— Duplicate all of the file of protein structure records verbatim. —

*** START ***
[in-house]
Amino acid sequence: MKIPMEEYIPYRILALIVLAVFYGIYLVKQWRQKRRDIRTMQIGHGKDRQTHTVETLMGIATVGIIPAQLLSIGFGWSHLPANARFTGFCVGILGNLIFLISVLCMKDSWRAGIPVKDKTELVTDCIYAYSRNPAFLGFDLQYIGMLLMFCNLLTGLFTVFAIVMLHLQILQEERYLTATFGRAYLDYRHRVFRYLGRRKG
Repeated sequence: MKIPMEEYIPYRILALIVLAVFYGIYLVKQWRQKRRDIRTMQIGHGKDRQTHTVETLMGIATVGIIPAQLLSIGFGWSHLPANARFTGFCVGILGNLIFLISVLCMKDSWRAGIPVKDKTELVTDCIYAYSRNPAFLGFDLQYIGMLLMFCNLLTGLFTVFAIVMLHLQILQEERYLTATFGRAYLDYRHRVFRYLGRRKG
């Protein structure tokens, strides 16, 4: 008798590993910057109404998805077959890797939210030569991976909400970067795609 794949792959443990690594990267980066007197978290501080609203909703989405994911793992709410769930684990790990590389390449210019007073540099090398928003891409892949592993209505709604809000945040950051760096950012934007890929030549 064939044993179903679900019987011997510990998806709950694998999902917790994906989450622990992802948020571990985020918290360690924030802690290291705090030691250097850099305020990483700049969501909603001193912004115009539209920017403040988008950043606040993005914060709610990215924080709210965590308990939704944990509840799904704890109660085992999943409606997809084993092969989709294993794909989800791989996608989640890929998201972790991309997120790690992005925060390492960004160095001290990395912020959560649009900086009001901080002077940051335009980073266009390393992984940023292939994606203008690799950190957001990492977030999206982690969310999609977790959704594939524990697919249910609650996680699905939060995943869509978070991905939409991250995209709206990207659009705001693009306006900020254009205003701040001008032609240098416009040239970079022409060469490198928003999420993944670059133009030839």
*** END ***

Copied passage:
[in-house]
Amino acid sequence: MKIPMEEYIPYRILALIVLAVFYGIYLVKQWRQKRRDIRTMQIGHGKDRQTHTVETLMGIATVGIIPAQLLSIGFGWSHLPANARFTGFCVGILGNLIFLISVLCMKDSWRAGIPVKDKTELVTDCIYAYSRNPAFLGFDLQYIGMLLMFCNLLTGLFTVFAIVMLHLQILQEERYLTATFGRAYLDYRHRVFRYLGRRKG
Repeated sequence: MKIPMEEYIPYRILALIVLAVFYGIYLVKQWRQKRRDIRTMQIGHGKDRQTHTVETLMGIATVGIIPAQLLSIGFGWSHLPANARFTGFCVGILGNLIFLISVLCMKDSWRAGIPVKDKTELVTDCIYAYSRNPAFLGFDLQYIGMLLMFCNLLTGLFTVFAIVMLHLQILQEERYLTATFGRAYLDYRHRVFRYLGRRKG
């Protein structure tokens, strides 16, 4: 008798590993910057109404998805077959890797939210030569991976909400970067795609 794949792959443990690594990267980066007197978290501080609203909703989405994911793992709410769930684990790990590389390449210019007073540099090398928003891409892949592993209505709604809000945040950051760096950012934007890929030549 064939044993179903679900019987011997510990998806709950694998999902917790994906989450622990992802948020571990985020918290360690924030802690290291705090030691250097850099305020990483700049969501909603001193912004115009539209920017403040988008950043606040993005914060709610990215924080709210965590308990939704944990509840799904704890109660085992999943409606997809084993092969989709294993794909989800791989996608989640890929998201972790991309997120790690992005925060390492960004160095001290990395912020959560649009900086009001901080002077940051335009980073266009390393992984940023292939994606203008690799950190957001990492977030999206982690969310999609977790959704594939524990697919249910609650996680699905939060995943869509978070991905939409991250995209709206990207659009705001693009306006900020254009205003701040001008032609240098416009040239970079022409060469490198928003999420993944670059133009030839």